• 1/2 cup goat cheese
  • 1/2 tsp nutmeg
  • Sprinkle of sea salt and black pepper


Preheat oven to 350 degrees. Grease muffin tin, a large muffin tin works best, by rubbing olive oil in each cup. Crack one egg into each muffin cup. Sprinkle each cup with nutmeg, sea salt, and pepper. Divide the arugula into each muffin cup. Divide the cherry tomatoes into each cup. Evenly distribute the goat cheese into each cup. Either bake with yolk whole or lightly whisk each cup with a fork. Bake for 20 minutes. Remove from the oven and let rest for a few minutes before serving.

Carrot and Kale Hash


  • 2 Tbs avocado oil
  • 1 sweet potato, very thinly sliced and chopped
  • 1 onion, peeled and chopped
  • 2 carrots, shredded
  • 1 apple, cored and cubed
  • 2 cups kale, stems removed and chopped
  • Pinch of sea salt and black pepper


Add oil to large pot or skillet and heat over medium-high heat. Add sweet potato, onion, carrots, and apple. Cook for 15 minutes or until tender, reducing to medium heat if needed. Add kale, seasonings, and a small drizzle of oil and cook for 5 more minutes.

Cauliflower Cooked Cereal


  • 1/2 cup oat milk, or non-dairy milk
  • 10 oz bag of frozen cauliflower rice
  • 1/4 cup chia seeds
  • 2 T oat bran
  • 1/4 cup cashew butter
  • 1 tsp cinnamon


Pour milk and cauliflower rice in a medium saucepan. Warm over medium heat for 5 minutes. Increase heat to medium-high and allow for the mixture to come to a simmer, about 5-10 more minutes. Remove pan from heat and stir in chia seeds, oat bran, cashew butter, and cinnamon.

Scoop into a bowl and eat as is or pour additional non-dairy milk over cereal. Top with berries, banana, coconut flakes, or nuts as desired. Serve immediately or store in the refrigerator and enjoy cold or reheated.

Carrot Cake Pancakes


  • 1 cup oats
  • 3/4 cup non-dairy milk
  • 1 banana
  • 1 cup shredded carrots
  • 2 Tbs whole flax seed
  • 2 tsp baking powder
  • 1/4 tsp salt
  • 1 tsp cinnamon
  • 1 tsp vanilla
  • 1/4 cup pecans
  • Coconut oil for cooking


Mix all ingredients in blender except pecans. Blend on low to begin and increase to high as ingredients are incorporated into the mixture. Scoop batter into a small bowl and stir in pecans. Heat skillet to low medium heat. Grease skillet with coconut oil. Scoop pancake batter onto hot skillet 1/4 cup at a time. Cook for a few minutes on each side. Makes 6-7 small pancakes. Serve with additional pecans and cinnamon sprinkled on top if desired.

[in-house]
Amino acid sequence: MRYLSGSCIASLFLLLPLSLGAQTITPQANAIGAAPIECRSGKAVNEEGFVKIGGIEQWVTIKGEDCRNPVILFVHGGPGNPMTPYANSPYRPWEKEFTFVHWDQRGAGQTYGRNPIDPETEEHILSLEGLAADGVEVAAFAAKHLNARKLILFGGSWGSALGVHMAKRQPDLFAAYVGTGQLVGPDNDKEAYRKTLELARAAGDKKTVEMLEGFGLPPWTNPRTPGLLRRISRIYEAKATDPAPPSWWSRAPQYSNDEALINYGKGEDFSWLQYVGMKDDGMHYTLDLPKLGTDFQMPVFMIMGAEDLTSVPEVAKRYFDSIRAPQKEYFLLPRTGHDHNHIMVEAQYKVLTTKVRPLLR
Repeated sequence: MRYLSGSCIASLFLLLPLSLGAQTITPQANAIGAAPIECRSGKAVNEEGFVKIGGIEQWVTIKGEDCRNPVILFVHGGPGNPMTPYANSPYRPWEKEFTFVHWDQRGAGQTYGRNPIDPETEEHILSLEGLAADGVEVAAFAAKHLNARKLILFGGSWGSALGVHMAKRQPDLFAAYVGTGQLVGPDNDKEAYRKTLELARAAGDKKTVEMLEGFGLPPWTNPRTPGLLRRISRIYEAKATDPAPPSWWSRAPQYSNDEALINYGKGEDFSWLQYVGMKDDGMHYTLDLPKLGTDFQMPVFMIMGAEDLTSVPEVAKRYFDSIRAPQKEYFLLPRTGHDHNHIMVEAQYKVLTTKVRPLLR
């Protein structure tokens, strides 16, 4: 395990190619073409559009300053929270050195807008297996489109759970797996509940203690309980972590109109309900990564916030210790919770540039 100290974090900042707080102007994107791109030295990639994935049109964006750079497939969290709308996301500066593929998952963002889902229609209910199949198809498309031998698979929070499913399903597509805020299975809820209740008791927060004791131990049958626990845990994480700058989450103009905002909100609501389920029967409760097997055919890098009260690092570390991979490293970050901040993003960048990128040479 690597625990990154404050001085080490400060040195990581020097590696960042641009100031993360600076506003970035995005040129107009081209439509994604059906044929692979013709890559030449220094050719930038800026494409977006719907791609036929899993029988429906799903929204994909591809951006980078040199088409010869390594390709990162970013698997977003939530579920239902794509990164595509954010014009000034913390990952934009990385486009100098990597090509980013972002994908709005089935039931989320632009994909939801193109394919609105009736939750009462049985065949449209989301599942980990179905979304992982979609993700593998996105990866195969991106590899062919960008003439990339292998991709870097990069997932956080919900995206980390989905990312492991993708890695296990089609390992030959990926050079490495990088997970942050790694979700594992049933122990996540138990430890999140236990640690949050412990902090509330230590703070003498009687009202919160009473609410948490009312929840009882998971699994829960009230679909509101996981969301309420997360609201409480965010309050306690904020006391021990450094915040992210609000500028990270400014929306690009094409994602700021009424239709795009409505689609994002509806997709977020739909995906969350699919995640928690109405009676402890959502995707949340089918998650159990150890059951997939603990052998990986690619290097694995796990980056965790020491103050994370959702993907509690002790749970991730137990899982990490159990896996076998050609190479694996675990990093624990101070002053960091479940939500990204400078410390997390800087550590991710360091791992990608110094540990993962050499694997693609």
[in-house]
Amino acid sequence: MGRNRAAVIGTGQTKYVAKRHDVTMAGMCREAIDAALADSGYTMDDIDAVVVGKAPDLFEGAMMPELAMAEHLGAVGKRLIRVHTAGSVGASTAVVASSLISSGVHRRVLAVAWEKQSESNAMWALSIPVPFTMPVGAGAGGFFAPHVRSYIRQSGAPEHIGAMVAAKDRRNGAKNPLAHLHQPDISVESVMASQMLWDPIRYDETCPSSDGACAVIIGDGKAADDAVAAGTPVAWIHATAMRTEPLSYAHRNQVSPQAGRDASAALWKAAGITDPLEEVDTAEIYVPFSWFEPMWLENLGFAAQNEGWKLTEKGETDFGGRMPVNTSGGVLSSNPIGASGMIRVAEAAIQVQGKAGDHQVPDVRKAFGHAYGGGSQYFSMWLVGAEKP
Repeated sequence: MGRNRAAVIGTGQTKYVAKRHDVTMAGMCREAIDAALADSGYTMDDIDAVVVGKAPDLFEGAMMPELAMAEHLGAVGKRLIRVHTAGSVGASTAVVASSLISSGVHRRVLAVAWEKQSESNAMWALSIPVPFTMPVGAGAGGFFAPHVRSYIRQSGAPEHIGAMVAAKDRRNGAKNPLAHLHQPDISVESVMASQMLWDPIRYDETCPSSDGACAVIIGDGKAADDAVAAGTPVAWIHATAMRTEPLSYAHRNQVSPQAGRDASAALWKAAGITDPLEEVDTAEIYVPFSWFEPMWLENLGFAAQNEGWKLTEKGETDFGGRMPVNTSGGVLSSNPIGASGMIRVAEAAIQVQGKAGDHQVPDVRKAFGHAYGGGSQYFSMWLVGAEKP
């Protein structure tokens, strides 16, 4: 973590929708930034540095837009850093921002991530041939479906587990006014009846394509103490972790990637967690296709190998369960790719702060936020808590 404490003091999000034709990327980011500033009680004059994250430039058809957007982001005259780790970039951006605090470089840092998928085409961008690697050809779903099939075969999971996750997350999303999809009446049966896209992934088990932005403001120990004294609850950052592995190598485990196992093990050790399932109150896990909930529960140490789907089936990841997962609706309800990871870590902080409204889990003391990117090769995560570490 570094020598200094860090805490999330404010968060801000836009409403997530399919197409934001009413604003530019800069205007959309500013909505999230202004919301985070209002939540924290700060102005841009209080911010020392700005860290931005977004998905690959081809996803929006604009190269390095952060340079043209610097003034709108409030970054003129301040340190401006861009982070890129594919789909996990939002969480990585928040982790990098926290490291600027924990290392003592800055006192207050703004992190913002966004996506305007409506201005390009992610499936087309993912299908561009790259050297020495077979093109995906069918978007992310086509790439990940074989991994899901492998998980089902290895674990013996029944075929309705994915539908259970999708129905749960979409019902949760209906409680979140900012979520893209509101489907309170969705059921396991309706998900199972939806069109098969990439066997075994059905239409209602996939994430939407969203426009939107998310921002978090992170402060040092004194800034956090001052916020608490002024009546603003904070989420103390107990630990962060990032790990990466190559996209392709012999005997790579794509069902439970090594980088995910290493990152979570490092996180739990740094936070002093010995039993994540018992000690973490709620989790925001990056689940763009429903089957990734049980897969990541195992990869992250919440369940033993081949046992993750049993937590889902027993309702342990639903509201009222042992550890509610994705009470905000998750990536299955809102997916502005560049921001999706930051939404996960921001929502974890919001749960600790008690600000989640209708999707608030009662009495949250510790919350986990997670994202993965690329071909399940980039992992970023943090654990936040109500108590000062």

Try a new vegetable each week this month!

Have you ever had garlic scapes, bok choy, jicama, napa cabbage, rutabaga, rainbow chard, purple cauliflower, white asparagus, bamboo, or fiddlehead fern? I will be trying daikon radish, lotus root, dandelion greens, and celeriac!

For an extra boost of nutrients, consider adding a greens powder to your whole foods diet already chock-full of vegetables! We recommend Creating Health’s Green NRG Supplements.

Good Morning Greens!


  • 1 cup non-dairy milk
  • Handful of spinach
  • 1/2 banana
  • 1 scoop Espresso Green NRG Powder*
  • 1/2 cup shredded zucchini
  • 1 Tbs almond butter
  • 1 Tbs flax seed


Blend all ingredients in blender until smooth.

The Food Initiative

Want to help spread the word about growing and eating more veggies? The Food Initiative allows you to locally experience the food system first hand. As a volunteer you can help support youth that grow organic seasonal produce and share it with the community through hunger relief organizations. Check out The Food Initiative here!


Gan, Y., Tong, X., Li, L., Cao, S., Yin, X., Gao, C., Herath, C., Li, W., Jin, Z., Chen, Y., & Lu, Z. (2015). “Consumption of fruit and vegetable and risk of coronary heart disease: a meta-analysis of prospective cohort studies.” International Journal of Cardiology, 183, 129–137.

Lee-Kwan SH, Moore LV, Blanck HM, Harris DM, & Galuska D. (2015). “Disparities in State-Specific Adult Fruit and Vegetable Consumption — United States”. MMWR Morb Mortal Wkly Rep 2017, 66,1241–1247. DOI:

US Department of Health and Human Services; US Department of Agriculture. (2015). 2015–2020 Dietary Guidelines for Americans. 8th ed. Washington, DC: US Department of Health and Human Services; US Department of Agriculture.


Feeding MaxWell nutrition emails are produced for informational purposes only and brought to you by MaxWell Clinic, LLC. The information is provided by a Registered Dietitian Nutritionist that has been trained in providing dietary advice backed by nutritional science and research. The nutrition information is not to be construed as medical advice or medical nutrition therapy. The information is not to be used as individualized nutrition counseling or used to diagnose, cure, treat, or prevent any medical problems. The content of these emails should not be used as a substitute for medical treatment from your medical provider. Any information, examples, recipes, foods, or stories presented do not constitute a warranty, guarantee, or prediction regarding the outcome of the individual using the material. The reader is responsible for working with a qualified professional before beginning any new dietary program or plan. The writers and publishers of this nutrition information are not responsible for any adverse reactions, effect, or consequences resulting from the use of provided information, recipes, foods, or suggestions.

*Please speak with your doctor or medical provider before taking any supplement. 

Aubrey H. Moore, DCN, RDN

Aubrey Moore is a registered dietitian. She specializes in functional nutrition, providing individualized personal guidance that focuses on whole food as medicine.